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Strahlenther Onkol. 2010 Mar;186(3):149-56. doi: 10.1007/s00066-010-2018-4. Epub 2010 Feb 22.

Correlation of patient-related factors and dose-volume histogram parameters with the onset of radiation pneumonitis in patients with small cell lung cancer.

Author information

1
Department of Radiation Oncology, University of Heidelberg, Im Neuenheimer Feld 400, Heidelberg, Germany, Falk.Roeder@med.uni-heidelberg.de

Abstract

PURPOSE:

To analyze the association of patient- and treatment-related factors with the onset of radiation pneumonitis in a homogeneously treated cohort of patients suffering from small cell lung cancer (SCLC).

PATIENTS AND METHODS:

242 patients with SCLC staged as limited disease, who had been treated with chemotherapy and three-dimensional conformal radiotherapy, were retrospectively analyzed. Pneumonitis was defined by typical symptoms and radiographic findings and judged clinically relevant, if drug administration and hospitalization were necessary. Patient- (age, gender, smoking history, performance status, tumor localization, benign lung disease) and treatment-related parameters (V(10)-V(40), mean lung dose [MLD]) were analyzed using χ(2)-tests for categorical parameters and logistic regression for continuous variables.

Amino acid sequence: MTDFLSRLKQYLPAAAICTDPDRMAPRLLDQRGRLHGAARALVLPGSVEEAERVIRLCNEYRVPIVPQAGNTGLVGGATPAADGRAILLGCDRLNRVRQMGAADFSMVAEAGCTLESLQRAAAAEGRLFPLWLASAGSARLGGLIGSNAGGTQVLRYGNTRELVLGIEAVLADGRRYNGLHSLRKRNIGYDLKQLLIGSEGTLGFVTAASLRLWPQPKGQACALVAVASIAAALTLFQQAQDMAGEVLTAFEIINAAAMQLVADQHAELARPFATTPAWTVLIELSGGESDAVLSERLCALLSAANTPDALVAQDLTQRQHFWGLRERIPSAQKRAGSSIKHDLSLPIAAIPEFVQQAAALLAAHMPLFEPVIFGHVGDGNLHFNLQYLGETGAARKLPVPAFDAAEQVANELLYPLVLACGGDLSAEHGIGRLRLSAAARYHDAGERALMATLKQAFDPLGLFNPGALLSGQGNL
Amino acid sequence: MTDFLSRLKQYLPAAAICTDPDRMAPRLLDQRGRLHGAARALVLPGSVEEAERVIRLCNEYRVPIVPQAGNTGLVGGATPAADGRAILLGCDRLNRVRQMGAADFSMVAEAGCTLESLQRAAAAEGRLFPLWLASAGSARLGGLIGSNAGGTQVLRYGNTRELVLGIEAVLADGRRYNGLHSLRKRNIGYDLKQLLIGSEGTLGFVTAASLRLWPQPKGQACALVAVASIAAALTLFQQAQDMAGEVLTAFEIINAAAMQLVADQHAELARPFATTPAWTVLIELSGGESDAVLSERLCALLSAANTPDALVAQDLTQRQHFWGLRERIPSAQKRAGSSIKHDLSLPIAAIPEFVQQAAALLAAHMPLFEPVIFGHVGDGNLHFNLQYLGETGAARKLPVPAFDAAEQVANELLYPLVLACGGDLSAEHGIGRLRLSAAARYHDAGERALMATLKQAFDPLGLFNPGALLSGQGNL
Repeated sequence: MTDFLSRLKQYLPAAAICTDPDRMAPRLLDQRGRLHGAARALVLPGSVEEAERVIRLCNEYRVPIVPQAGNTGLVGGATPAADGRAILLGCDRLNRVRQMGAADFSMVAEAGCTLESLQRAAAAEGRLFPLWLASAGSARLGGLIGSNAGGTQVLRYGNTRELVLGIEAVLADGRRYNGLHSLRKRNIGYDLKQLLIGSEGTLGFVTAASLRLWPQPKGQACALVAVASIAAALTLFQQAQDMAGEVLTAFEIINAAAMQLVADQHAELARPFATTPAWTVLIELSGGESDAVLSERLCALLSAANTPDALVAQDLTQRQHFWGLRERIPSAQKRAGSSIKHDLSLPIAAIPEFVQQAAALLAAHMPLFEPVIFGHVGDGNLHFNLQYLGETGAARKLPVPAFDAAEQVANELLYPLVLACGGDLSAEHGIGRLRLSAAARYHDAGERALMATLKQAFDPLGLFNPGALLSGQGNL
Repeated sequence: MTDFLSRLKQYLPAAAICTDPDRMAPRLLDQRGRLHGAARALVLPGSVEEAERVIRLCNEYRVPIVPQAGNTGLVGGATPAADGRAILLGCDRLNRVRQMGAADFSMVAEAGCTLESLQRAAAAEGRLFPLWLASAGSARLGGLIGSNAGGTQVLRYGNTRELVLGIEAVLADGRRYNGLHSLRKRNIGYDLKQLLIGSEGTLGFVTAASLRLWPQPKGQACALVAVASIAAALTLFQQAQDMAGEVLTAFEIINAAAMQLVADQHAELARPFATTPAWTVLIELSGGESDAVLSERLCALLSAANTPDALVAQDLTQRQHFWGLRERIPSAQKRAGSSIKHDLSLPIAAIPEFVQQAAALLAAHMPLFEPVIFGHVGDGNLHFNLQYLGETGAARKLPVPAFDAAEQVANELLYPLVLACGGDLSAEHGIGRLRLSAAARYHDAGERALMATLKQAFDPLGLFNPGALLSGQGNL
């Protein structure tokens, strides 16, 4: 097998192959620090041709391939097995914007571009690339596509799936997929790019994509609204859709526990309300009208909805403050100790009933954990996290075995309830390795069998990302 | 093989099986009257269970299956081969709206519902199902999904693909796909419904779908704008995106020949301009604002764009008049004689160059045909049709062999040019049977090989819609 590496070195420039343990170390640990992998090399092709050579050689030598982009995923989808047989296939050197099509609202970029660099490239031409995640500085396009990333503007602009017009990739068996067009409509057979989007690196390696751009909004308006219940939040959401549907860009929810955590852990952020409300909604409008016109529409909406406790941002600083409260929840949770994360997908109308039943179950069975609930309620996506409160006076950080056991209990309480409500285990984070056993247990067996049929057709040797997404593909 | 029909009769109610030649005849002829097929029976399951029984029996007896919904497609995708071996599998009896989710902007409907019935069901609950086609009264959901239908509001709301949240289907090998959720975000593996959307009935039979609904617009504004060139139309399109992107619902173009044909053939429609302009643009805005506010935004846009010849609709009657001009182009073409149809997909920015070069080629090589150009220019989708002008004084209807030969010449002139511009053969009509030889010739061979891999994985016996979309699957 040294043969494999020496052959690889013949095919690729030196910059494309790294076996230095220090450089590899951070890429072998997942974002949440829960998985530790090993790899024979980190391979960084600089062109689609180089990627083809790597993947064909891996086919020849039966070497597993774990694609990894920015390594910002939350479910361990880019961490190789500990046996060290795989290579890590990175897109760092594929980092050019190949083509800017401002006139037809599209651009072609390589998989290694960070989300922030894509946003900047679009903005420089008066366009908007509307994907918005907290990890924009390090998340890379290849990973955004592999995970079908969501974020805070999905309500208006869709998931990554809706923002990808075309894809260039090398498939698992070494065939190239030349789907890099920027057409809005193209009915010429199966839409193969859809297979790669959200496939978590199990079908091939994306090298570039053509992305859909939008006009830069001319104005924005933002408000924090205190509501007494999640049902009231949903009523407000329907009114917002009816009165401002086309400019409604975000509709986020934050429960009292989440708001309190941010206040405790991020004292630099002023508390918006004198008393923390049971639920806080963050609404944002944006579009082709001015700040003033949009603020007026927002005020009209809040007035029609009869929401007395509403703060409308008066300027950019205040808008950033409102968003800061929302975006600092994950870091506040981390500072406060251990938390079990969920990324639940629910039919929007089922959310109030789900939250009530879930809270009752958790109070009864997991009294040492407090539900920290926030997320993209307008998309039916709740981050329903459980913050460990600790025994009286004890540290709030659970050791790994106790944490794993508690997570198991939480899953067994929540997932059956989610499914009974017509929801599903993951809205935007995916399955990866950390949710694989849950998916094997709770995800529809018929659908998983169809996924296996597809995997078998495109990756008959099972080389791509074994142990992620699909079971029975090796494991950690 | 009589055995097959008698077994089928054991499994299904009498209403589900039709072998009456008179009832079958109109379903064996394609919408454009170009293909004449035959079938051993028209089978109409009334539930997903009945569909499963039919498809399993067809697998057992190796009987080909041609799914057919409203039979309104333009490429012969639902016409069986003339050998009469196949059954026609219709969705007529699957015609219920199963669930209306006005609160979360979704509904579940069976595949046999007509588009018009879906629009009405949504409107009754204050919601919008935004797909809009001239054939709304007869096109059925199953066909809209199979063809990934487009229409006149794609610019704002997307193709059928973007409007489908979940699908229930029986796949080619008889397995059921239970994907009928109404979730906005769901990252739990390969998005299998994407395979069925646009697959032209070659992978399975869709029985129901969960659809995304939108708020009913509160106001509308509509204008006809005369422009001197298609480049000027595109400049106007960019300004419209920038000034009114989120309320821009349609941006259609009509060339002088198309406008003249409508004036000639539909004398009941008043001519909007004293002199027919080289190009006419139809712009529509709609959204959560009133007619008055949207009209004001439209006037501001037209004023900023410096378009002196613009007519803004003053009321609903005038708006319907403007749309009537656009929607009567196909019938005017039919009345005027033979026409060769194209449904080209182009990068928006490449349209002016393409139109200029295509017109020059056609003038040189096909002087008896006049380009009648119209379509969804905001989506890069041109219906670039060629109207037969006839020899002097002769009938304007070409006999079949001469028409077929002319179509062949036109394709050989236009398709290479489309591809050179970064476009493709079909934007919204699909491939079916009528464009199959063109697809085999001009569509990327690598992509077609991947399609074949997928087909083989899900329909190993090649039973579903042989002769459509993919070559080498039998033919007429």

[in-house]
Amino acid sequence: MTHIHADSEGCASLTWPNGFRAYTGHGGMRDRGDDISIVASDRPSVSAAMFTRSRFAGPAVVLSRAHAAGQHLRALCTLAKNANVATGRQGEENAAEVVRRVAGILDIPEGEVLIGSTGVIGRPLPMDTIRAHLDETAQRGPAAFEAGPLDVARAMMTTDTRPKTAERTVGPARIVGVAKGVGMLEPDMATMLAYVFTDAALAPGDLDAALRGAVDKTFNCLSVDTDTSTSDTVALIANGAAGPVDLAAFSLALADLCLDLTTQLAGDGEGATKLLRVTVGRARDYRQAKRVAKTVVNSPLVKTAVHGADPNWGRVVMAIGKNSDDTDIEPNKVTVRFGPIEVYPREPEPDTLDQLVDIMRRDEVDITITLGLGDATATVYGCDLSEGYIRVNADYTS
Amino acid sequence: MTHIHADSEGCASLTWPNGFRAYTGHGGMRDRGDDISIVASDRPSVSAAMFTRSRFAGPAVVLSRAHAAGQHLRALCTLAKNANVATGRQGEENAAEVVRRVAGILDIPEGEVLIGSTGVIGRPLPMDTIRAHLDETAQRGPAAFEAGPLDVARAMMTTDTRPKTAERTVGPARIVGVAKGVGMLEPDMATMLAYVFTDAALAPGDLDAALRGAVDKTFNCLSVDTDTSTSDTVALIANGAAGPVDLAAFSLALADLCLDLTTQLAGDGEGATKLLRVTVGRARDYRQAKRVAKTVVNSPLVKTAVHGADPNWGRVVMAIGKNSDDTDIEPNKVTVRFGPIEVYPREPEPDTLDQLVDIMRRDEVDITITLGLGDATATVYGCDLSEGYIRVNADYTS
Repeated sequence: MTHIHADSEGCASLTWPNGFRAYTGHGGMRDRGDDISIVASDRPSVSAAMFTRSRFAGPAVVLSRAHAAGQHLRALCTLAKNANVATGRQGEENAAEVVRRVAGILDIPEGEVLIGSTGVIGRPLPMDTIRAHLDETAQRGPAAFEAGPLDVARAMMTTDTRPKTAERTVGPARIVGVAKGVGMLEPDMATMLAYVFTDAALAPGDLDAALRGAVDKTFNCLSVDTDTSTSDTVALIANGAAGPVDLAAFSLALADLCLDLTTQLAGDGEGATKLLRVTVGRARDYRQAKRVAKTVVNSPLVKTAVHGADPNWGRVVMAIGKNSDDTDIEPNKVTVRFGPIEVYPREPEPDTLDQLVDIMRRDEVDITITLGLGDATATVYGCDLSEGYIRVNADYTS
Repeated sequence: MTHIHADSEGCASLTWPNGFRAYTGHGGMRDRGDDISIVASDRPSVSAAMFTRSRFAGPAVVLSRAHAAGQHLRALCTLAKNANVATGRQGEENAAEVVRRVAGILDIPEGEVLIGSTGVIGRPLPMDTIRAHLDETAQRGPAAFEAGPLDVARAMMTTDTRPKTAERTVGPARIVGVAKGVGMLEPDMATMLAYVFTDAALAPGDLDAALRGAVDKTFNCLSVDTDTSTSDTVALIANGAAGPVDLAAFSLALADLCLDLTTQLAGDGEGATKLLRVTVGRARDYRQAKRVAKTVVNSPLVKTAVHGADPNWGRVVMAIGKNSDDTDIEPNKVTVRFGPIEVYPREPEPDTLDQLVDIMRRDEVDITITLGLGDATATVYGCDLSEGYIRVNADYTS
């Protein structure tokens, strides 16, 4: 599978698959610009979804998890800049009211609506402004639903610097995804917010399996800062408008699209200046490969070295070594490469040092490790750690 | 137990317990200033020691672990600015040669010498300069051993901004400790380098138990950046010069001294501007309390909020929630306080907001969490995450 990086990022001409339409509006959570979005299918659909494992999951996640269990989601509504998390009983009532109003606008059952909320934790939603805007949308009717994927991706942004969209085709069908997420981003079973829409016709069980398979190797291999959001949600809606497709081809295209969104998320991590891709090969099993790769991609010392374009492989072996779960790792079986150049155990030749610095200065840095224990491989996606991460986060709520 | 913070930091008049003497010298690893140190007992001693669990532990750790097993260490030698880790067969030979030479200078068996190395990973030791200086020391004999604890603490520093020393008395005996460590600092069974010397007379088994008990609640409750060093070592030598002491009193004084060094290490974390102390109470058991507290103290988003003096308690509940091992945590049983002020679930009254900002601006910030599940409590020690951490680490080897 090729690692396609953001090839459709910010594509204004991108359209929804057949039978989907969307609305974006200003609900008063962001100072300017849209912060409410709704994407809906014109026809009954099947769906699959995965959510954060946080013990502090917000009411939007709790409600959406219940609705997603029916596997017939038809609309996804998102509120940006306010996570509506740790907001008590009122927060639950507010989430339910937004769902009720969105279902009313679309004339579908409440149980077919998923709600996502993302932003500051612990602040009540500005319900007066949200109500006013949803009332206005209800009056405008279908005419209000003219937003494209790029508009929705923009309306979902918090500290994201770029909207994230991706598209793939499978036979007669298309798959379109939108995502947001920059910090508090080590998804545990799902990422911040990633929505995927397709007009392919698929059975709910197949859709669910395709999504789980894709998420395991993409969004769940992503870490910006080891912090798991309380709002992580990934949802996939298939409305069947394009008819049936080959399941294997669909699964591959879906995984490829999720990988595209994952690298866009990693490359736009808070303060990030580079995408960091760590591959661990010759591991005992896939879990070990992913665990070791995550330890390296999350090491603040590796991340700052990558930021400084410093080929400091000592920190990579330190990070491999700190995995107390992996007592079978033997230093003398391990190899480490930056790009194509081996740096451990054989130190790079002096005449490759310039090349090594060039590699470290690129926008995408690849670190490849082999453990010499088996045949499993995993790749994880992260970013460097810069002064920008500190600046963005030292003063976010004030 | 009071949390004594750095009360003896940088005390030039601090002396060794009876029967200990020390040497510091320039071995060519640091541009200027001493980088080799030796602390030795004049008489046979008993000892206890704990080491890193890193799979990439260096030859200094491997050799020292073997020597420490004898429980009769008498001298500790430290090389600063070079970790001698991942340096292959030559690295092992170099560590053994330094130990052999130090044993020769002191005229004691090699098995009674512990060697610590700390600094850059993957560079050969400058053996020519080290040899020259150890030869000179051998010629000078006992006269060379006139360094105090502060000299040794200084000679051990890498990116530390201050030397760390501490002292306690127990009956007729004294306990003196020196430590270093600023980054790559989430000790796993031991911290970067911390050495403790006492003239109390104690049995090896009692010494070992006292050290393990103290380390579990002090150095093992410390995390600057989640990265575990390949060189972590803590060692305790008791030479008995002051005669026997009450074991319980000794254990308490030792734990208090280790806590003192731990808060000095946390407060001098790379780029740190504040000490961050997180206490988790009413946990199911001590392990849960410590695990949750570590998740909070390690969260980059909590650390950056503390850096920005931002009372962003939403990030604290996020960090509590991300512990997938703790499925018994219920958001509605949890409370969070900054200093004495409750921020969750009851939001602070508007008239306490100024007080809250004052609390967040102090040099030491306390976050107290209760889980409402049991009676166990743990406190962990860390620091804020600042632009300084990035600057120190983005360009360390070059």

RESULTS:

33 patients (13.6%) developed a clinically relevant pneumonitis, of whom three patients died. All cases of pneumonitis developed within 120 days. None of the patient-related parameters correlated significantly with the onset of pneumonitis. Considering treatment-related parameters, a significant correlation of V(30) in regard to total lung and V(40) in regard to ipsilateral, contralateral and total lung to the risk of pneumonitis was found. So, the estimated risk of a clinically relevant pneumonitis increased from 10% given a V(30) of 13% to 30% given a V(30) of 35%. In contrast, no significant correlation was found for V(10) and V(20) and only a trend for MLD.

CONCLUSION:

In this series, high-dose radiation volume parameters, i.e., V(30) and especially V(40), were identified as the most important factors for the development of radiation pneumonitis. Low-dose radiation volume parameters and clinical parameters played an inferior role in predicting the pneumonitis risk.

PMID:
20165822
DOI:
10.1007/s00066-010-2018-4
[Indexed for MEDLINE]

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